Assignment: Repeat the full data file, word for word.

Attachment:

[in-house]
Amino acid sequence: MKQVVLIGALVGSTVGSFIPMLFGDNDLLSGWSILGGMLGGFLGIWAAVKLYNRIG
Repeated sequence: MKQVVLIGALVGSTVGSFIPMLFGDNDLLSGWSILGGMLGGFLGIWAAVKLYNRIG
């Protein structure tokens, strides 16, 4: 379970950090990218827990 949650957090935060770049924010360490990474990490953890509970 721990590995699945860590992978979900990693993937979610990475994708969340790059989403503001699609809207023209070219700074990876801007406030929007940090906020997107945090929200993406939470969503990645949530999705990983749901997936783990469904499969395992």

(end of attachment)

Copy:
[in-house]
Amino acid sequence: MKQVVLIGALVGSTVGSFIPMLFGDNDLLSGWSILGGMLGGFLGIWAAVKLYNRIG
Repeated sequence: MKQVVLIGALVGSTVGSFIPMLFGDNDLLSGWSILGGMLGGFLGIWAAVKLYNRIG
């Protein structure tokens, strides 16, 4: 379970950090990218827990 949650957090935060770049924010360490990474990490953890509970 721990590995699945860590992978979900990693993937979610990475994708969340790059989403503001699609809207023209070219700074990876801007406030929007940090906020997107945090929200993406939470969503990645949530999705990983749901997936783990469904499969395992």